Lisa J. McCue

CUNA’s vice president of editorial communications. Contact her at 202-508-6766.

ARTICLES

CUNA Community CU & Growth Conference

'Table Is Being Set' for Tax Reform

The reform process could take some time, but there are important mileposts coming.
October 10, 2013
CUs’ membership numbers give them a tremendous advantage over their political opponents, the banks.
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CUNA Community CU & Growth Conference

Tailor Your Financial Literacy to Younger Members

CUs need to be relevant to Generation Y.
October 9, 2013
These members have the ability to save and grow CUs in the future.
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CUNA Community CU & Growth Conference

Gentile: CUs are a Bright Spot in the Country

Consumers want values-based financial services providers.
October 9, 2013
CUs have a unique opportunity today to attract new members—and most important, new young members.
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Don’t Tax My Credit Union

CUNA, leagues, CUs, and members send a message to Congress.
June 27, 2013
'Policy is being formulated on Capitol Hill now, so we must act now—we can’t wait,' says CUNA President/CEO Bill Cheney.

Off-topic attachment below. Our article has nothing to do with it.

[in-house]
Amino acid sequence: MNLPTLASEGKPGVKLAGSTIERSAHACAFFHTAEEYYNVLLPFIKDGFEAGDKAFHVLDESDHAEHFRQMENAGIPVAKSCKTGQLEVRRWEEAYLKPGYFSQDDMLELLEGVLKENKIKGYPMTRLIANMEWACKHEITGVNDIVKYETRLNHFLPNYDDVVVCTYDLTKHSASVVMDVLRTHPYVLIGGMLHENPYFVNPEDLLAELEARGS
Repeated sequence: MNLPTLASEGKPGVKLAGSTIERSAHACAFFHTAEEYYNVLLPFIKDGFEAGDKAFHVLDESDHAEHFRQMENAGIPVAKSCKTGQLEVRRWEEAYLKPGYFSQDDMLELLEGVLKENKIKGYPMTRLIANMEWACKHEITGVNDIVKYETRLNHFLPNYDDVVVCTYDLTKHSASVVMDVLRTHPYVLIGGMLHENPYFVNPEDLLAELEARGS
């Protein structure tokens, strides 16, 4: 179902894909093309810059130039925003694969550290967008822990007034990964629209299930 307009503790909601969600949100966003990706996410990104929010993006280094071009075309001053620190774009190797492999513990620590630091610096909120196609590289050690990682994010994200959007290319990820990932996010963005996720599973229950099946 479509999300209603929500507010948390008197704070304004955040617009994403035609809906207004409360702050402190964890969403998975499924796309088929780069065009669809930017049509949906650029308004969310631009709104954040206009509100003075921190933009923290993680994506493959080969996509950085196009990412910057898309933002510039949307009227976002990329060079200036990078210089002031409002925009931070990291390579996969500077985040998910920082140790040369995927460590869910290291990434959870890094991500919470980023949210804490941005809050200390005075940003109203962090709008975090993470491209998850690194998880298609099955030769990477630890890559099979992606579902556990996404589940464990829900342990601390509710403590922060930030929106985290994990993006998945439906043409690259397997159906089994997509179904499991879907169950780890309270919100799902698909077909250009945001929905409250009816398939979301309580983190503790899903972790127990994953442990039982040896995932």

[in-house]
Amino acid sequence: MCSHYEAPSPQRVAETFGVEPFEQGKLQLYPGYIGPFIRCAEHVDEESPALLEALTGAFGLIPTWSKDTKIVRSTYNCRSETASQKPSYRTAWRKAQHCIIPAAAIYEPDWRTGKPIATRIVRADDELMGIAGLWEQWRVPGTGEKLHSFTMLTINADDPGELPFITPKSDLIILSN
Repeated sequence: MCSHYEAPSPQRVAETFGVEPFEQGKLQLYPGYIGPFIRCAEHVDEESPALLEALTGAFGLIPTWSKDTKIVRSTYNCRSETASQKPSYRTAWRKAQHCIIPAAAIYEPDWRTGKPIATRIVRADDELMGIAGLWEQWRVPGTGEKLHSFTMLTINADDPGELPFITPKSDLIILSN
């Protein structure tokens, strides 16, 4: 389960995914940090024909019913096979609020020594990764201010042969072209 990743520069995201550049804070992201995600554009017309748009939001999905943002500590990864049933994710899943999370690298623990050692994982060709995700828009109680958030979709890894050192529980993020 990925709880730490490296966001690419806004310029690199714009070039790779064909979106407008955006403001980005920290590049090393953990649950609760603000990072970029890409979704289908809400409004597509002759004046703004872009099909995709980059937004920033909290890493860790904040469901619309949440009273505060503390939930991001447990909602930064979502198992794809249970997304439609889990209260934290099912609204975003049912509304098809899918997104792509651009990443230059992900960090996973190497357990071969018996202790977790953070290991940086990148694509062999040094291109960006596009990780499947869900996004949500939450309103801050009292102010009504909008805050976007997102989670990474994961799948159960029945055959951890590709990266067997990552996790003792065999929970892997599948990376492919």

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Great article! Unfortunately, most employees don’t feel valued or appreciated by their supervisors or employers. In fact, research has shown that the predominant reason team members quit their jobs is because they don’t feel valued. This is in spite of the fact that employee recognition programs have proliferated in the workplace – over 90% of all organizations in the U.S. has some form of employee recognition activities in place. But most employee recognition programs are viewed with skepticism and cynicism – because they aren’t viewed as being genuine in their communication of appreciation. Getting the “employee of the month” award, receiving a certificate of recognition, or a “Way to go, team!” email just don’t get the job done. How do you communicate authentic appreciation? We have found people have different ways that they want to be shown appreciation, and if you don’t communicate in the language of appreciation important to them, you essentially “miss the mark”. Additionally, employees need to receive recognition more than once a year at their performance review. Otherwise, they view the praise as “going through the motions”. A third component of authentic appreciation is that the communication has to be about them personally – not the department, not their group, but something they did. Finally, they have to believe that you mean what you say. How you treat them has to match the words you use. If you are not sure how your team members want to be shown appreciation, the Motivating By Appreciation Inventory (www.appreciationatwork.com/assess) will identify the language of appreciation and specific actions preferred by each employee. You then can create a group profile for your team, so everyone knows how to encourage one another. Remember, employees want to know that they are valued for what they contribute to the success of the organization. And communicating authentic appreciation in the ways they desire it can make the difference between keeping your quality team members or having a negative work environment that everyone wants to leave. Paul White, Ph.D., is the co-author of The 5 Languages of Appreciation in the Workplace with Dr. Gary Chapman.

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